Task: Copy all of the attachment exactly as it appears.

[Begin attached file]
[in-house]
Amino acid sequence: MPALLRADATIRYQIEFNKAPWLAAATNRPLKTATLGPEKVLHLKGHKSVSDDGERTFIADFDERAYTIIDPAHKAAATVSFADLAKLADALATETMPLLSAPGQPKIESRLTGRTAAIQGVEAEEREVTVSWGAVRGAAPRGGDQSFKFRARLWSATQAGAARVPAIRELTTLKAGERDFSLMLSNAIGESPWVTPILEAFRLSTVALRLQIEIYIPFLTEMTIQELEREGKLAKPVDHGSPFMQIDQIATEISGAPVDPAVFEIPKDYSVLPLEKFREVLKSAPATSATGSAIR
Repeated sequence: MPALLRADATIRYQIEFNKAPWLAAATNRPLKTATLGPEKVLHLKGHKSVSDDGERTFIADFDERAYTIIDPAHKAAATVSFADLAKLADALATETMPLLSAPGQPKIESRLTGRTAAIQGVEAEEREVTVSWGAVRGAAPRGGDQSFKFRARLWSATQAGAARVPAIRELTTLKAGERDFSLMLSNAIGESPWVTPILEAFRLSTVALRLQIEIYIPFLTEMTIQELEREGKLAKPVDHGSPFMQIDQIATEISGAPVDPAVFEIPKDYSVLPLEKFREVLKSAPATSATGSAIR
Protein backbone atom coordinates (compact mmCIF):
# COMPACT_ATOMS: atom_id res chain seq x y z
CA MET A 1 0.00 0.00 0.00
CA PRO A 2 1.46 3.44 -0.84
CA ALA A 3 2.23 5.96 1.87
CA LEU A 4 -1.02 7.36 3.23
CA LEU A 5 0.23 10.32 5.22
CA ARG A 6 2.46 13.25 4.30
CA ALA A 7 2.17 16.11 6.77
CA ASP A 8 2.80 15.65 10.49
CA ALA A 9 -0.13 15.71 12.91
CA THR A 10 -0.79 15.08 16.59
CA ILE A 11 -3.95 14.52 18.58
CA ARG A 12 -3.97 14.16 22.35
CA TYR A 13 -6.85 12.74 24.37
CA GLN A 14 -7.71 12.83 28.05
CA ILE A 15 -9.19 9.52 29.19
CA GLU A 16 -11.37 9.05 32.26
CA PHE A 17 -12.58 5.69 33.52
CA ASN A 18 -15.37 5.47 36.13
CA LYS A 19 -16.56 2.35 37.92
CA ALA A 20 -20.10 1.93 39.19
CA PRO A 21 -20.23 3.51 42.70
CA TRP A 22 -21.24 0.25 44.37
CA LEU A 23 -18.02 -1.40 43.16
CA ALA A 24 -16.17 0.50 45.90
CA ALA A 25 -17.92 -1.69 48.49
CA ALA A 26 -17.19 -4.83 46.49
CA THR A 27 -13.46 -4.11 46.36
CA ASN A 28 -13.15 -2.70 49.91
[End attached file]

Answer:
[in-house]
Amino acid sequence: MPALLRADATIRYQIEFNKAPWLAAATNRPLKTATLGPEKVLHLKGHKSVSDDGERTFIADFDERAYTIIDPAHKAAATVSFADLAKLADALATETMPLLSAPGQPKIESRLTGRTAAIQGVEAEEREVTVSWGAVRGAAPRGGDQSFKFRARLWSATQAGAARVPAIRELTTLKAGERDFSLMLSNAIGESPWVTPILEAFRLSTVALRLQIEIYIPFLTEMTIQELEREGKLAKPVDHGSPFMQIDQIATEISGAPVDPAVFEIPKDYSVLPLEKFREVLKSAPATSATGSAIR
Repeated sequence: MPALLRADATIRYQIEFNKAPWLAAATNRPLKTATLGPEKVLHLKGHKSVSDDGERTFIADFDERAYTIIDPAHKAAATVSFADLAKLADALATETMPLLSAPGQPKIESRLTGRTAAIQGVEAEEREVTVSWGAVRGAAPRGGDQSFKFRARLWSATQAGAARVPAIRELTTLKAGERDFSLMLSNAIGESPWVTPILEAFRLSTVALRLQIEIYIPFLTEMTIQELEREGKLAKPVDHGSPFMQIDQIATEISGAPVDPAVFEIPKDYSVLPLEKFREVLKSAPATSATGSAIR
Protein backbone atom coordinates (compact mmCIF):
# COMPACT_ATOMS: atom_id res chain seq x y z
CA MET A 1 0.00 0.00 0.00
CA PRO A 2 1.46 3.44 -0.84
CA ALA A 3 2.23 5.96 1.87
CA LEU A 4 -1.02 7.36 3.23
CA LEU A 5 0.23 10.32 5.22
CA ARG A 6 2.46 13.25 4.30
CA ALA A 7 2.17 16.11 6.77
CA ASP A 8 2.80 15.65 10.49
CA ALA A 9 -0.13 15.71 12.91
CA THR A 10 -0.79 15.08 16.59
CA ILE A 11 -3.95 14.52 18.58
CA ARG A 12 -3.97 14.16 22.35
CA TYR A 13 -6.85 12.74 24.37
CA GLN A 14 -7.71 12.83 28.05
CA ILE A 15 -9.19 9.52 29.19
CA GLU A 16 -11.37 9.05 32.26
CA PHE A 17 -12.58 5.69 33.52
CA ASN A 18 -15.37 5.47 36.13
CA LYS A 19 -16.56 2.35 37.92
CA ALA A 20 -20.10 1.93 39.19
CA PRO A 21 -20.23 3.51 42.70
CA TRP A 22 -21.24 0.25 44.37
CA LEU A 23 -18.02 -1.40 43.16
CA ALA A 24 -16.17 0.50 45.90
CA ALA A 25 -17.92 -1.69 48.49
CA ALA A 26 -17.19 -4.83 46.49
CA THR A 27 -13.46 -4.11 46.36
CA ASN A 28 -13.15 -2.70 49.91